But just because fraudulent claims tend to be for ungodly amounts of cash doesn’t mean that legitimate claims can’t be as expensive. In fact, a new Freedom of Information request recently revealed that Blackpool Council is currently being sued for in excess of £45,000 from school-related injuries alone!

That’s right – staff, pupils, and even visitors to Blackpool schools are getting injured left and right it seems. There were some 36 claims that were currently working their way through the courts at the moment, with the most recent being May of this year and the oldest stemming from September of 2010, and the injuries range from simple slips and trips to ending up injured after being hit by a football.

I’m not saying that people don’t end up hurt from accidents – it happens, we all know it – but being hit by a football? Is that truly something that passes for being injured enough to make a claim for personal injury compensation? Sure I can see getting your nose bloodied by an errant, out of control football, but for pity’s sake don’t claim thousands of pounds in injury!

Engineering firms neglect the safety of their employees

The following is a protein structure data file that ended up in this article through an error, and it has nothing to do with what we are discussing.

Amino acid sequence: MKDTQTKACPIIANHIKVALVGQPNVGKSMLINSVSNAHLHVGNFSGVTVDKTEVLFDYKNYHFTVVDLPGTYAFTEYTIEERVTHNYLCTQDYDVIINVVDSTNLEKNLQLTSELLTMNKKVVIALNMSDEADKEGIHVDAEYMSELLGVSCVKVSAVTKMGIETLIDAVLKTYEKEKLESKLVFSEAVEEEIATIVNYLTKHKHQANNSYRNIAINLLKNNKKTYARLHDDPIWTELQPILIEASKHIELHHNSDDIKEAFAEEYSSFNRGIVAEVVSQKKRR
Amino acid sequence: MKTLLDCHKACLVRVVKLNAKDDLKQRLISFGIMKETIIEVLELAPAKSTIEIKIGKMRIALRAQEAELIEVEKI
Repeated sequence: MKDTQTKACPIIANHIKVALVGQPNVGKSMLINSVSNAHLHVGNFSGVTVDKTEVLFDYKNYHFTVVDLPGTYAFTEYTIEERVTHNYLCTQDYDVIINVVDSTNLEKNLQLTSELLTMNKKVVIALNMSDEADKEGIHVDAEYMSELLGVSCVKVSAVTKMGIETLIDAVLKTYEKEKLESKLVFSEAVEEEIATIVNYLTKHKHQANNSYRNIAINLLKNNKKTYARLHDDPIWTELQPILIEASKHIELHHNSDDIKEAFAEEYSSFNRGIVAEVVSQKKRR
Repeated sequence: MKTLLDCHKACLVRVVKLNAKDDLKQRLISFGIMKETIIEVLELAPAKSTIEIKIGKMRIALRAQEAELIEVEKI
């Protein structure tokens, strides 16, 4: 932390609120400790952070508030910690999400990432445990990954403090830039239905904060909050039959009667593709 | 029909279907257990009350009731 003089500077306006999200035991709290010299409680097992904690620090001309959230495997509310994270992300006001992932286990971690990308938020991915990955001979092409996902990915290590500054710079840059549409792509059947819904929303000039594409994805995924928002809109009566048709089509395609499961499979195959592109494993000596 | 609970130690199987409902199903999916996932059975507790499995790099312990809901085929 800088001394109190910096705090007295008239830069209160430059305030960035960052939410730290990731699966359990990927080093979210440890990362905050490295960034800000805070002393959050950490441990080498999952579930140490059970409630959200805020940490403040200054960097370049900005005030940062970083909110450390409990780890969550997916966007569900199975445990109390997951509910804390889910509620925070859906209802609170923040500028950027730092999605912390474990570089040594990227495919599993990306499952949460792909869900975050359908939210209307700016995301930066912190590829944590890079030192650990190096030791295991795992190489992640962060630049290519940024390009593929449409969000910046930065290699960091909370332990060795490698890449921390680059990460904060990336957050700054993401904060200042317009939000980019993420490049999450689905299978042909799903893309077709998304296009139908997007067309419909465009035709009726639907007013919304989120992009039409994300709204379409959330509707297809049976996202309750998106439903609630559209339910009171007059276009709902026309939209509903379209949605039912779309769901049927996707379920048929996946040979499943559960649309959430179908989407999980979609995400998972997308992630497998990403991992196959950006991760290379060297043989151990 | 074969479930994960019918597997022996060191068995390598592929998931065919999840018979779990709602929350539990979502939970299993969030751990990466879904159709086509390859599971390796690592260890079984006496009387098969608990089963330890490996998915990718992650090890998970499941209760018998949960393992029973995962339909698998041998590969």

Industry news roundup: week ended 9 Sept 2013:

There are some serious accident claims brewing at not one but two engineering firms thanks to recent injuries suffered by their workers.

First up, an unnamed civil engineering worker was nearly backed over by a tipper truck, leaving him with such serious leg injuries that he needed to be taken to hospital by air ambulance. The poor bastard was off work for seven weeks or so as doctors endeavoured to repair a severed artery and several other injuries, including a massive puncture wound and a seriously damaged thigh muscle.

The Health and Safety Executive just finished prosecuting the man’s employer this month, and not the Swindon-based firm has to face fines of £10,000 for not setting better safety practices in place. This is of course on top of whatever personal injury compensation award the injured man wins from his employer – and heaven knows he’s going to be getting quite a bit of cash as long as he’s got a good personal injury solicitor team working for him.